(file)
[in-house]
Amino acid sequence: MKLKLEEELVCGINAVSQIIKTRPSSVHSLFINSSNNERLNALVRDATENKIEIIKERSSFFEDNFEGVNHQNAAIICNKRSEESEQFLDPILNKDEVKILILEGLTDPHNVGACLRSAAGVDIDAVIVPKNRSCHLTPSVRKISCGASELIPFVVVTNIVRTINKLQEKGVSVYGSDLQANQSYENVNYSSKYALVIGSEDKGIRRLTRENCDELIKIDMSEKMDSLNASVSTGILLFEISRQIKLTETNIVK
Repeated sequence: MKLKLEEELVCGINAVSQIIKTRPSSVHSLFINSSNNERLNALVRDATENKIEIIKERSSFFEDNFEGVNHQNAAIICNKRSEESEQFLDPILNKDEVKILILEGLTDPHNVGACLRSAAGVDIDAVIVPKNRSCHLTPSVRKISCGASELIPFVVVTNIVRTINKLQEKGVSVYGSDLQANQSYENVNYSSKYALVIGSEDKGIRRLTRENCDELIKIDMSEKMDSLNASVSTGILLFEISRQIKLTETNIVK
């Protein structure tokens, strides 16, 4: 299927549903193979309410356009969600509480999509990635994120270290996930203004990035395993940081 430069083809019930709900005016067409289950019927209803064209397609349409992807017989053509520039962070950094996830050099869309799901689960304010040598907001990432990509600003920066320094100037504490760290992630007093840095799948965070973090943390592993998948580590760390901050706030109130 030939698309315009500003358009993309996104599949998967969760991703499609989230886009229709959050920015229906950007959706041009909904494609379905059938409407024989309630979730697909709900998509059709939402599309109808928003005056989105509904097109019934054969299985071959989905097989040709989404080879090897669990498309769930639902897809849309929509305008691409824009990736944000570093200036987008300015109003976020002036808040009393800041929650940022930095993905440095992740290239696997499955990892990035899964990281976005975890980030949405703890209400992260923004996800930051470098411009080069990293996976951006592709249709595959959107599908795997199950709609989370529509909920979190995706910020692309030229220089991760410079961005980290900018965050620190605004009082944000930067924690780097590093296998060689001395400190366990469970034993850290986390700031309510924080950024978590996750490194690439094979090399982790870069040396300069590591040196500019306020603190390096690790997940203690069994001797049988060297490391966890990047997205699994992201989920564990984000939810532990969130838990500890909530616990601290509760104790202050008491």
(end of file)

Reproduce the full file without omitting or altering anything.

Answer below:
[in-house]
Amino acid sequence: MKLKLEEELVCGINAVSQIIKTRPSSVHSLFINSSNNERLNALVRDATENKIEIIKERSSFFEDNFEGVNHQNAAIICNKRSEESEQFLDPILNKDEVKILILEGLTDPHNVGACLRSAAGVDIDAVIVPKNRSCHLTPSVRKISCGASELIPFVVVTNIVRTINKLQEKGVSVYGSDLQANQSYENVNYSSKYALVIGSEDKGIRRLTRENCDELIKIDMSEKMDSLNASVSTGILLFEISRQIKLTETNIVK
Repeated sequence: MKLKLEEELVCGINAVSQIIKTRPSSVHSLFINSSNNERLNALVRDATENKIEIIKERSSFFEDNFEGVNHQNAAIICNKRSEESEQFLDPILNKDEVKILILEGLTDPHNVGACLRSAAGVDIDAVIVPKNRSCHLTPSVRKISCGASELIPFVVVTNIVRTINKLQEKGVSVYGSDLQANQSYENVNYSSKYALVIGSEDKGIRRLTRENCDELIKIDMSEKMDSLNASVSTGILLFEISRQIKLTETNIVK
């Protein structure tokens, strides 16, 4: 299927549903193979309410356009969600509480999509990635994120270290996930203004990035395993940081 430069083809019930709900005016067409289950019927209803064209397609349409992807017989053509520039962070950094996830050099869309799901689960304010040598907001990432990509600003920066320094100037504490760290992630007093840095799948965070973090943390592993998948580590760390901050706030109130 030939698309315009500003358009993309996104599949998967969760991703499609989230886009229709959050920015229906950007959706041009909904494609379905059938409407024989309630979730697909709900998509059709939402599309109808928003005056989105509904097109019934054969299985071959989905097989040709989404080879090897669990498309769930639902897809849309929509305008691409824009990736944000570093200036987008300015109003976020002036808040009393800041929650940022930095993905440095992740290239696997499955990892990035899964990281976005975890980030949405703890209400992260923004996800930051470098411009080069990293996976951006592709249709595959959107599908795997199950709609989370529509909920979190995706910020692309030229220089991760410079961005980290900018965050620190605004009082944000930067924690780097590093296998060689001395400190366990469970034993850290986390700031309510924080950024978590996750490194690439094979090399982790870069040396300069590591040196500019306020603190390096690790997940203690069994001797049988060297490391966890990047997205699994992201989920564990984000939810532990969130838990500890909530616990601290509760104790202050008491």